Retail trade union Usdaw is challenging Tesco’s fire and rehire tactics through the English courts, having won a temporary interdict in Scotland for staff at the Livingston distribution centre. Social justice law firm, Thompsons Solicitors, has today issued High Court proceedings.

A total of 74 workers employed at three Tesco distribution centres in England, two in Daventry and one in Litchfield, are at risk of having their terms slashed through a fire and rehire process, which will cost some of them a third of their wages.

Fire and rehire is a controversial process where employers fire employees before rehiring them immediately afterwards, on less favourable terms and conditions, often affecting pay, benefits and working hours.

Joanne McGuinness, Usdaw National Officer says:
“Our members are facing a huge cut in wages after Tesco moved to renege on a longstanding collective agreement on retained pay that was made in good faith. We won a major victory in the Scottish courts in the fight against these ‘fire and rehire’ tactics and we hope to replicate that in the High Court for our members in England.

“Tesco can stop this now by doing the right thing and withdrawing their threat to these longstanding staff, who have worked throughout the pandemic to keep stores stocked with the essential items we all rely on.”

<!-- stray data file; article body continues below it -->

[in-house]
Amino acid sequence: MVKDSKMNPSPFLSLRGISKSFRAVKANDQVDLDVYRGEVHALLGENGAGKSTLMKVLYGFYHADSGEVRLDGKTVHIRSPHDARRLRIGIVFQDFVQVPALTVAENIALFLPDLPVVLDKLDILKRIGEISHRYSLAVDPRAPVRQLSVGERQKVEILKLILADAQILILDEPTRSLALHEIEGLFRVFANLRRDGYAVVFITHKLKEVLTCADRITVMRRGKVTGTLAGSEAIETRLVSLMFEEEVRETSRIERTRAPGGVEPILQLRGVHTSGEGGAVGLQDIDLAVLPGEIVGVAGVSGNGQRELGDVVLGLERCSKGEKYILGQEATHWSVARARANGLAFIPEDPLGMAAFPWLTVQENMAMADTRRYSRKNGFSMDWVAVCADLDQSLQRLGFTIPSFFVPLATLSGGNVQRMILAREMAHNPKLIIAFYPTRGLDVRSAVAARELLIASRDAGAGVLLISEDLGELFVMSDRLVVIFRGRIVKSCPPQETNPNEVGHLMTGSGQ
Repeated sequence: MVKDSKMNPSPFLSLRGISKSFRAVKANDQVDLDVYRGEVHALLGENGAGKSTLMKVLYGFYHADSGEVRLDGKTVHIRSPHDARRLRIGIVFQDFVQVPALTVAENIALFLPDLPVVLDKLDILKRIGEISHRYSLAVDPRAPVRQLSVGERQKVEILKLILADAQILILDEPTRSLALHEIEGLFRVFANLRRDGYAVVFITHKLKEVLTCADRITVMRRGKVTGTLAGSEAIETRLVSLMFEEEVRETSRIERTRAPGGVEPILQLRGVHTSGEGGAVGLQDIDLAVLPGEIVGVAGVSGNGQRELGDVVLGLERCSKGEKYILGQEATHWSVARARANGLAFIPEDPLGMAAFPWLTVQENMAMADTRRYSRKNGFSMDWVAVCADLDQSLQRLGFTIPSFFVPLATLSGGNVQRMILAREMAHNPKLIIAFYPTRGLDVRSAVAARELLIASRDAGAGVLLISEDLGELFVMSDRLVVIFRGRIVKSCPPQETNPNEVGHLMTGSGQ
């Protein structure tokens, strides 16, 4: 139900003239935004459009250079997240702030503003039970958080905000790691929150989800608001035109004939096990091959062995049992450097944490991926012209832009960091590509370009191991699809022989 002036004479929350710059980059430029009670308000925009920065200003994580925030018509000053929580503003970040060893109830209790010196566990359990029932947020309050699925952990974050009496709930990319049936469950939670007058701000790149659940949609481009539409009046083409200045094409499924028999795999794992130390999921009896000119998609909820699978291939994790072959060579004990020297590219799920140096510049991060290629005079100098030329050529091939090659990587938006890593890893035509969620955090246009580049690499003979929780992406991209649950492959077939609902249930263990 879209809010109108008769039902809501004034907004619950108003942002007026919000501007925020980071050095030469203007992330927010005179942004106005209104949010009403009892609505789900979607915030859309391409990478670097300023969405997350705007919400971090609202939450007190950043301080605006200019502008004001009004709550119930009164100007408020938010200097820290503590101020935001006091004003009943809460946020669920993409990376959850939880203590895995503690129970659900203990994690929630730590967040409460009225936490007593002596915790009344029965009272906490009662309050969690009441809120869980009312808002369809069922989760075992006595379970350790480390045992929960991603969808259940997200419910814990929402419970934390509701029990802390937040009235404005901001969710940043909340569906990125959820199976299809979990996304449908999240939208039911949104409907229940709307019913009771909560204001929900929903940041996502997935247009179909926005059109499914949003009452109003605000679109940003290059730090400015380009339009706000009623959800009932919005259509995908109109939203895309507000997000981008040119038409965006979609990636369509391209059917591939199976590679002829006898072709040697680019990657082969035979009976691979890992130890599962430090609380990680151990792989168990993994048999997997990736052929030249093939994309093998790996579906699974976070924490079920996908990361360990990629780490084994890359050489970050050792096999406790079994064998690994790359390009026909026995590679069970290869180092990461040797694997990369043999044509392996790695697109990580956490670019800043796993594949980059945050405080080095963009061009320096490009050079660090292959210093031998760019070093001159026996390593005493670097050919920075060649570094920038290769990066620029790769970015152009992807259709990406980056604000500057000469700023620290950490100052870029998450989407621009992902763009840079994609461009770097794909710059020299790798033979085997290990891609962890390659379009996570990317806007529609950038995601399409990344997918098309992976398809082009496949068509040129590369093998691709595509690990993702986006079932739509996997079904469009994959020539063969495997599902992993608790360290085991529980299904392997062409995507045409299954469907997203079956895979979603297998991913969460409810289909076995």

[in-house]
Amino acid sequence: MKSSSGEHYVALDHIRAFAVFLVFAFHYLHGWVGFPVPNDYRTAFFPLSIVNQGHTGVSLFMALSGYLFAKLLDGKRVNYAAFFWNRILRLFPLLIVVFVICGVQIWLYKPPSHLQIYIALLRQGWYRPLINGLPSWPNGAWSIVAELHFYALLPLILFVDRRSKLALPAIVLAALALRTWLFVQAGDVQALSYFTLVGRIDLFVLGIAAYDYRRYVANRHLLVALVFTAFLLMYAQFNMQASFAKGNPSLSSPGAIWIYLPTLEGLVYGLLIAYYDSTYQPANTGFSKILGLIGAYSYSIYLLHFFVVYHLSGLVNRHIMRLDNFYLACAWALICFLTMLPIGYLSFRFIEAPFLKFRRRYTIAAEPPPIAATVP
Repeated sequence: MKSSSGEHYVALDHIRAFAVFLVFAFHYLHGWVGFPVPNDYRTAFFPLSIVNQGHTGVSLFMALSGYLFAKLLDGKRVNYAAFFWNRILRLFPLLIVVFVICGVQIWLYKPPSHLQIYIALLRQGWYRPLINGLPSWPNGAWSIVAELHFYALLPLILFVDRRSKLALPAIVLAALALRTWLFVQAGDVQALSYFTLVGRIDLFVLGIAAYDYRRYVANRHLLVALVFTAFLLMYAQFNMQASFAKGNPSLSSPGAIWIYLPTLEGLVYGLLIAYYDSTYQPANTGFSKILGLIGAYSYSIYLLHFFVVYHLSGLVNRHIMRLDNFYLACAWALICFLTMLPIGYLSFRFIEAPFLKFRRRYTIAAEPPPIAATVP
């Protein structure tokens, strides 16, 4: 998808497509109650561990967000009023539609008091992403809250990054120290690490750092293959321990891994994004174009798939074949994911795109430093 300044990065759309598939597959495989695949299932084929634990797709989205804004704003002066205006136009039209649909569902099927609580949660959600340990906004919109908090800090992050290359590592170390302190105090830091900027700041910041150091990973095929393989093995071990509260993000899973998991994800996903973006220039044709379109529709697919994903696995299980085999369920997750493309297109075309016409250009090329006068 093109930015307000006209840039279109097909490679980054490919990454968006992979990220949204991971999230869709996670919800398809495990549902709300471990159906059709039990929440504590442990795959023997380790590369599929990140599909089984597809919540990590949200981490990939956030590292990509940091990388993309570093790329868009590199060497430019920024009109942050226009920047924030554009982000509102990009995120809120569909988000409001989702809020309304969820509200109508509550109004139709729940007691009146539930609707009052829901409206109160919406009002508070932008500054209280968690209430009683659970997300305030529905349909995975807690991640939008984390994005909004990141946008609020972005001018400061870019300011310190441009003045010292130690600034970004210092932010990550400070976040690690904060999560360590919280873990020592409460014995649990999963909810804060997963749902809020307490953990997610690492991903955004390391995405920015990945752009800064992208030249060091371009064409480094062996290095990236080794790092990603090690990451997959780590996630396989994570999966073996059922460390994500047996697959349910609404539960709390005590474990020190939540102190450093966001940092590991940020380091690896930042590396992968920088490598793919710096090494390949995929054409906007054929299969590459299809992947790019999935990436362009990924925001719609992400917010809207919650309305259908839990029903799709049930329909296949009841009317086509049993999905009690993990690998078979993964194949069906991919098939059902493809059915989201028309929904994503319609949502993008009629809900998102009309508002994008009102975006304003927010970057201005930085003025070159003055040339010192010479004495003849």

Neil Todd, a trade union specialist at Thompsons Solicitors, says:
“This is a classic fire and re-hire tactic. Tesco’s attempt to move away from a retained pay arrangement by sacking and then rehiring its staff is not only controversial legally, but also morally bankrupt.

“Tesco has used the uncertainty of job security in the pandemic to manipulate its workers into taking worse terms because they are so scared of losing their jobs – and this comes not long after Tesco reported its pre-tax profit last year was £551 million. This is a slap in the face to its staff who have worked to the bone during the pandemic.”

Usdaw (Union of Shop, Distributive and Allied Workers) is the UK’s fifth biggest trade union with over 400,000 members. Membership has increased by more than one-third over the last couple of decades. Most Usdaw members work in the retail sector, but the union also has many members in transport, distribution, food manufacturing, chemicals and other trades.

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